The retention period stipulated in Belgian legislation also deviates from the retention period set forth in the directive. Whereas the directive provides that the EU member states should ensure that the data should be retained for a minimum period of six months and not more than two years from the date of the communication, the act and Royal Decree provide that end-user identification data—as well as the electronic-communication service and communication-equipment identification data—should be retained from the moment of subscription to the service until 12 months after the last inbound or outbound communication affected via this service, and traffic and location data should be retained for 12 months after the date of the communication it concerns. During this period, electronic communication providers need to ensure that the data is accessible from Belgium to the Belgian police, public security and intelligence services, justice authorities and the ombudsman for telecommunication. Access must be provided upon simple request, without any restrictions and without undue delay.

Accompanying Obligations

In addition to stipulating data retention requirements, the act and the Royal Decree also determine how providers, as data controllers, should handle the retained data. Specific stress is put on adequate technical and organisational measures to ensure the quality and security of the retained data. Further, such data should be promptly deleted upon expiration of the retention period. Internal access to the retained data should be limited to the members of the “Justice Coordination Cell” (a body which each electronic communication provider needs to establish in Belgium and which is responsible for physically handling the Belgian judicial authorities’ information requests). One of the members of the “Justice Coordination Cell” should be appointed as data protection officer to ensure that the retained data is processed in compliance with the law.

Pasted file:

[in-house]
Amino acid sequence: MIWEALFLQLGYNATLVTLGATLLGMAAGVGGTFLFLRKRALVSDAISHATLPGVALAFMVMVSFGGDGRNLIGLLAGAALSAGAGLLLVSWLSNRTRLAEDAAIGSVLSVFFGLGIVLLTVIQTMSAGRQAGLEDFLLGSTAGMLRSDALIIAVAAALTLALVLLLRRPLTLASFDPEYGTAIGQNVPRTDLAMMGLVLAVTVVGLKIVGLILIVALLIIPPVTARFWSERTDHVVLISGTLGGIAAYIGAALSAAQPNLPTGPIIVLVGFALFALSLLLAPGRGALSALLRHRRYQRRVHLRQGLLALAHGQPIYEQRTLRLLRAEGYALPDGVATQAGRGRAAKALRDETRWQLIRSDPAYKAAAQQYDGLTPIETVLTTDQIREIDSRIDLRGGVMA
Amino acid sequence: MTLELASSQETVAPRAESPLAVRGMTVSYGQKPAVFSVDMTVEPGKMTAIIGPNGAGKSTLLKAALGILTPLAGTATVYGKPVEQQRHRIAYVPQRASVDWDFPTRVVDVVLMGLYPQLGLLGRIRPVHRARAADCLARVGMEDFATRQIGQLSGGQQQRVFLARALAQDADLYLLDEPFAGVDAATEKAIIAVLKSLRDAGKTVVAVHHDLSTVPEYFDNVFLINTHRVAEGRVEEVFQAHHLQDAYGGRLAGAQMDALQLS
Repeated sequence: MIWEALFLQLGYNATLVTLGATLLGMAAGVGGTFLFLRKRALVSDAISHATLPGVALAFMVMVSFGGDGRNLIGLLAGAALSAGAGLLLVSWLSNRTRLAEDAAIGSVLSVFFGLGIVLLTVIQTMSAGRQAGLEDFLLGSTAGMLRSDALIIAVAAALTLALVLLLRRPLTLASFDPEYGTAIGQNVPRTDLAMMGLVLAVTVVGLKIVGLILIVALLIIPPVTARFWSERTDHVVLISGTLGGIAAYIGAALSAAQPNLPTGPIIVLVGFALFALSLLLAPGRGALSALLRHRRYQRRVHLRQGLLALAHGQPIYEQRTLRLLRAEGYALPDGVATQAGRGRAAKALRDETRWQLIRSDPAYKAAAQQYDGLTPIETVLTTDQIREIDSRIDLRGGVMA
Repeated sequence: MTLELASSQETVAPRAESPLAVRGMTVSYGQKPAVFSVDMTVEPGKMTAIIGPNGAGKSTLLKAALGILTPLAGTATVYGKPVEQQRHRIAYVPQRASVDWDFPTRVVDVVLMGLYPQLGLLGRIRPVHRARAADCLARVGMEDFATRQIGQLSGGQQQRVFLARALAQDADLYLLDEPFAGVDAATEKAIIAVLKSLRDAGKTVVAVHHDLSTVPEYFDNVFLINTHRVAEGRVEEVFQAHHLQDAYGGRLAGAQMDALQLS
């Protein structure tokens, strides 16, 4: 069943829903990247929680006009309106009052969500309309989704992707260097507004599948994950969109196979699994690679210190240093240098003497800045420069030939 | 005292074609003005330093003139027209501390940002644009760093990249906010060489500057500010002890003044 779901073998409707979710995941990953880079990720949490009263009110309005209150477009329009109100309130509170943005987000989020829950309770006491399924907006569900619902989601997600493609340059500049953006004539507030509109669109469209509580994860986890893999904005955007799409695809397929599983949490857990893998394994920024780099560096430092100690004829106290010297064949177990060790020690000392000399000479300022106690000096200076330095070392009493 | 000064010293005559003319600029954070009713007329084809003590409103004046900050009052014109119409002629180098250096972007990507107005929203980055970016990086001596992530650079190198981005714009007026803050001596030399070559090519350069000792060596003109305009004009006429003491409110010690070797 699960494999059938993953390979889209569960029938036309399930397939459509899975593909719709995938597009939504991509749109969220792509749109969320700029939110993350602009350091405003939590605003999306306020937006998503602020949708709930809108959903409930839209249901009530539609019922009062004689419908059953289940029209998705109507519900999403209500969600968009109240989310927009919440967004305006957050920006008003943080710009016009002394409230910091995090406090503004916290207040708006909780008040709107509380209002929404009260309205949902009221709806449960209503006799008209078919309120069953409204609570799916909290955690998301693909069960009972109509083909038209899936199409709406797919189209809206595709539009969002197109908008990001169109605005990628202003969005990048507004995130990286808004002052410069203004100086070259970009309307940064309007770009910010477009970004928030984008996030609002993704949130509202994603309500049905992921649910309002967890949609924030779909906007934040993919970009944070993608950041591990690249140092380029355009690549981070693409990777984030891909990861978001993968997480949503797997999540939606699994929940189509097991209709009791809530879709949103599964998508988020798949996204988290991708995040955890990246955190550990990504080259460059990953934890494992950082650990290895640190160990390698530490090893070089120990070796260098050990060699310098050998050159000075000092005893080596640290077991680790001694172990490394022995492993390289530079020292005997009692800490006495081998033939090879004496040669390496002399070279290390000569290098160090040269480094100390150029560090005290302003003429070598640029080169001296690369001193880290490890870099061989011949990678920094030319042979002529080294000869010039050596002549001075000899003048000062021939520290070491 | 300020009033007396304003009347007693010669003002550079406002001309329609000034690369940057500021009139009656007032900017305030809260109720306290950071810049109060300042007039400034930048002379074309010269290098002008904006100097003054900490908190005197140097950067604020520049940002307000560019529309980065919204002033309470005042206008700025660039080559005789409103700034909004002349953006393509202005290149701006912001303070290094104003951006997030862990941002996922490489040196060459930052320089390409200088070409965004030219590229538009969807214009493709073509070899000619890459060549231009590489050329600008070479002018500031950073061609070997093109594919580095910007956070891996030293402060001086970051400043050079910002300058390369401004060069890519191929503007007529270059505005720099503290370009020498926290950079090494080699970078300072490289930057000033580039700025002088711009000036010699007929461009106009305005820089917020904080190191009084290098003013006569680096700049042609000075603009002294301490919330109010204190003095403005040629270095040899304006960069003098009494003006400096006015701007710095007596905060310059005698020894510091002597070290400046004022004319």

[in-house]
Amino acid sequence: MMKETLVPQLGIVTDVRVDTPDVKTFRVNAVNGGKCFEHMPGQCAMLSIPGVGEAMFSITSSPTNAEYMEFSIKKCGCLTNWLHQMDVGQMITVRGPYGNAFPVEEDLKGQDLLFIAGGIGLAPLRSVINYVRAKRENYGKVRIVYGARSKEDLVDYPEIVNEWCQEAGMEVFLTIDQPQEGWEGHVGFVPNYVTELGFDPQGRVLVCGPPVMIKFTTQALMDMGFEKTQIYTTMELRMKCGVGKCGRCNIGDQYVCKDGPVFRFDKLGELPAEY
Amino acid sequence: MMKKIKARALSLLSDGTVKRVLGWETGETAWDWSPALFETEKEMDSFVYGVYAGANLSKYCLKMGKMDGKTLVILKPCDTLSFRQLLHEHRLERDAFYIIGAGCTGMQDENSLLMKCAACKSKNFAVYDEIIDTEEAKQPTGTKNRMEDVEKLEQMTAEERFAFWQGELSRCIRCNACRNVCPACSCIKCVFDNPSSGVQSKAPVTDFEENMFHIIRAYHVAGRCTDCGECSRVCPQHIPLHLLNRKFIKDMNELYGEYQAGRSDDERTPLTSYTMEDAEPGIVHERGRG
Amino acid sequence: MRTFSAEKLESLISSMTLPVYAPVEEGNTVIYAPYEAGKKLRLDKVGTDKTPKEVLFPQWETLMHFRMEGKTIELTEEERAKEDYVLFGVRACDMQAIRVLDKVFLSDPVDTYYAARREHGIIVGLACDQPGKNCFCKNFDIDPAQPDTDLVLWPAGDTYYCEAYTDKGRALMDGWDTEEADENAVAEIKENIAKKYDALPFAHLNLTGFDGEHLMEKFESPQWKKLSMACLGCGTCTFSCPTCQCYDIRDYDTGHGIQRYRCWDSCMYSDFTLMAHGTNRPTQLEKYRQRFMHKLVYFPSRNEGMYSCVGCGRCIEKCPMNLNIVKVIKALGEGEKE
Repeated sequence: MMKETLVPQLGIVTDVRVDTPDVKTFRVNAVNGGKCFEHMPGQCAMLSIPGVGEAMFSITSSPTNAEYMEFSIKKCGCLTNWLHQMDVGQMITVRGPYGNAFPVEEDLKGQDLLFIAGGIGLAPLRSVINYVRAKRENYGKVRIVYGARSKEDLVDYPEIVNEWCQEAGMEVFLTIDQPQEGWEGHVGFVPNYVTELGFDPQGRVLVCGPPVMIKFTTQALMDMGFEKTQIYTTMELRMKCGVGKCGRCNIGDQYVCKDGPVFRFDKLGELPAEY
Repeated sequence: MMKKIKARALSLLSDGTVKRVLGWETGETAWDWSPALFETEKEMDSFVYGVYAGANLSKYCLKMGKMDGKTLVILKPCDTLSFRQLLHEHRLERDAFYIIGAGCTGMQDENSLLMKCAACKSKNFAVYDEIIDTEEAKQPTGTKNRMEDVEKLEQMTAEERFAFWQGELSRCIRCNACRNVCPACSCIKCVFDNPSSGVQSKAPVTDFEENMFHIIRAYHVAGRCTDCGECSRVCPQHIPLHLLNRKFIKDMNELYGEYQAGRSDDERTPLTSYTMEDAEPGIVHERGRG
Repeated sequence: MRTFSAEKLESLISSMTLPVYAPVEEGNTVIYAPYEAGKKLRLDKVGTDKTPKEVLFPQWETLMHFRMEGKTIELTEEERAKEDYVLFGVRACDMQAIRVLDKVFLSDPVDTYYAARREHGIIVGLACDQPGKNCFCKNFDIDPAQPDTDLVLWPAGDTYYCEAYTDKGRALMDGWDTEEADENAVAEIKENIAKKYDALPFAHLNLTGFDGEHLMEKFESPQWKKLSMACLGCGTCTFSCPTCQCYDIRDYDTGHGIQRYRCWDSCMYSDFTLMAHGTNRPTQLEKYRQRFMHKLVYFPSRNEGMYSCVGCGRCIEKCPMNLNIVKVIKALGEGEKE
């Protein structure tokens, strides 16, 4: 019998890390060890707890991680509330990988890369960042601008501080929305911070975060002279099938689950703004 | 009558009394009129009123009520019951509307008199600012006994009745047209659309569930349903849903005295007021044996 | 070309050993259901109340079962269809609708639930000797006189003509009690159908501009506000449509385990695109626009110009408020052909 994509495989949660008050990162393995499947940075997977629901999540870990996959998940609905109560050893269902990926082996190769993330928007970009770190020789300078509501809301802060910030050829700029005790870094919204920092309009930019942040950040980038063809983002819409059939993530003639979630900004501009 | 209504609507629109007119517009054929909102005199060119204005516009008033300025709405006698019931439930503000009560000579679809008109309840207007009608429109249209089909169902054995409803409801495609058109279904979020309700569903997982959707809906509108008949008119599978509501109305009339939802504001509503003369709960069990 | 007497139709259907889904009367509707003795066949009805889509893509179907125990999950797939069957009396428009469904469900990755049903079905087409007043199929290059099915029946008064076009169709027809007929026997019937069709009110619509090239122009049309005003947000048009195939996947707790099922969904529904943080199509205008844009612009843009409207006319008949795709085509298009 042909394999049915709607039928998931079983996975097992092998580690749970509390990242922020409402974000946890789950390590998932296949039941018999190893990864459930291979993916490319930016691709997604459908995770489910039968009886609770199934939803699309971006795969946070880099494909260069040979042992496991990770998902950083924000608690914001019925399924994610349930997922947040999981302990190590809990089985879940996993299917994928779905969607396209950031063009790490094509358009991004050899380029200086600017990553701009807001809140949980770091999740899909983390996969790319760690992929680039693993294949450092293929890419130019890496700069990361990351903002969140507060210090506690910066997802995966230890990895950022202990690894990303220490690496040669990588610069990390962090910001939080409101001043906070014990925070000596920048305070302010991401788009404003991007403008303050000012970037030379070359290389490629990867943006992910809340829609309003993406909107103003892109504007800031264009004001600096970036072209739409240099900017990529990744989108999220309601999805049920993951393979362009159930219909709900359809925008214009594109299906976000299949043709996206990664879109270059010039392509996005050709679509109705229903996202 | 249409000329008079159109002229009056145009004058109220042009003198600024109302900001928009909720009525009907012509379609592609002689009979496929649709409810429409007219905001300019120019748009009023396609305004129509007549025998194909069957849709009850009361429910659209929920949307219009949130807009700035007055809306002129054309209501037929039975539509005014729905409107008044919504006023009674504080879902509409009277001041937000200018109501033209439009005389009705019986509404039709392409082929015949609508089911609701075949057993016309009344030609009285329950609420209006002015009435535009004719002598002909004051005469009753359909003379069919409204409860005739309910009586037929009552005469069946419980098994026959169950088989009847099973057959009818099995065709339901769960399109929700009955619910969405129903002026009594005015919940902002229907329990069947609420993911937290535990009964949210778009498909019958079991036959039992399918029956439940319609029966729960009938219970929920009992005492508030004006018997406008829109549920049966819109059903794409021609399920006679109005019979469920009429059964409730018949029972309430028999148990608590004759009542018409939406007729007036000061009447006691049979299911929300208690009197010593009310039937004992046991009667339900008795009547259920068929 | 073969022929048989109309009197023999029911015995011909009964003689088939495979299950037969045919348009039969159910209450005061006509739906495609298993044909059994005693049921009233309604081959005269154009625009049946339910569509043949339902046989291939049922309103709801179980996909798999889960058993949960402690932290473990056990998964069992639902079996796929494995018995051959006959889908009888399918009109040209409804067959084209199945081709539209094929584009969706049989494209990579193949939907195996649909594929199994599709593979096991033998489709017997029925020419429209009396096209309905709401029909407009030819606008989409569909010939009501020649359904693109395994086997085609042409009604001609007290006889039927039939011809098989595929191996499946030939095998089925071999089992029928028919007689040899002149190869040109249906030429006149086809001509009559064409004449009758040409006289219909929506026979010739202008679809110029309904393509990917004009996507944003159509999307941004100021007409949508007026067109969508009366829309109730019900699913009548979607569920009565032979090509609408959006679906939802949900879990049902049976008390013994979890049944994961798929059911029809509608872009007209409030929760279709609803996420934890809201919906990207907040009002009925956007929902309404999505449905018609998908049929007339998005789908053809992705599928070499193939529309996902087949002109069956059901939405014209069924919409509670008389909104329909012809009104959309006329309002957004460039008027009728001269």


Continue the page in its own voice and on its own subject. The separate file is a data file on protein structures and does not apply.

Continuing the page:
Furthermore, the Royal Decree requires electronic communication providers to annually provide certain aggregated data, e.g., data concerning the number of information requests, to the Belgian Telecom Authority (the Institute for Postal Services and Telecommunications).


Electronic communication providers should prepare for the data retention obligations and related information-security requirements to ensure compliance by 2014 October 9.

The obligation for electronic-communication providers to retain significantly more information than required under the directive, not long after the PRISM affair and in the wake of a major hacking case at one of the biggest telecom providers in Belgium, has led to serious criticism of the new law in Belgium—including from human rights organisations. It is possible that one of these critical organisations will challenge the legality of the new retention obligation in the Belgian Constitutional Court on the basis that it constitutes a disproportionate violation of the right to privacy as provided in Article 8 of the European Convention on Human Rights and the Article 22 of the Belgian Constitution.

Jan Dhont heads the Data Privacy Practice at Lorenz. He can be reached at j.dhont@lorenz-law.com.

David Dumont is an associate with Lorenz Brussels specializing in privacy and data protection of commercial law.